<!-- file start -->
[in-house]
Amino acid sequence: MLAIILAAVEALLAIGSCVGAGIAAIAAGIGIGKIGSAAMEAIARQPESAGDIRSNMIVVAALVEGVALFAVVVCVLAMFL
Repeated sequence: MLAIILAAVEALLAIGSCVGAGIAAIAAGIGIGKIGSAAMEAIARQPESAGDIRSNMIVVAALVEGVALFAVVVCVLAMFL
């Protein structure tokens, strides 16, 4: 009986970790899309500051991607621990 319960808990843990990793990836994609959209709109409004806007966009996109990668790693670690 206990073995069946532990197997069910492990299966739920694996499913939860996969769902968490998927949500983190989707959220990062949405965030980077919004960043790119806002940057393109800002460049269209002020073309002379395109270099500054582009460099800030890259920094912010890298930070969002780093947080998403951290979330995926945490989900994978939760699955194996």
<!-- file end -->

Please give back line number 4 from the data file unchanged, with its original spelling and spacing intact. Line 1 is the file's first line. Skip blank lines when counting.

């Protein structure tokens, strides 16, 4: 009986970790899309500051991607621990 319960808990843990990793990836994609959209709109409004806007966009996109990668790693670690 206990073995069946532990197997069910492990299966739920694996499913939860996969769902968490998927949500983190989707959220990062949405965030980077919004960043790119806002940057393109800002460049269209002020073309002379395109270099500054582009460099800030890259920094912010890298930070969002780093947080998403951290979330995926945490989900994978939760699955194996």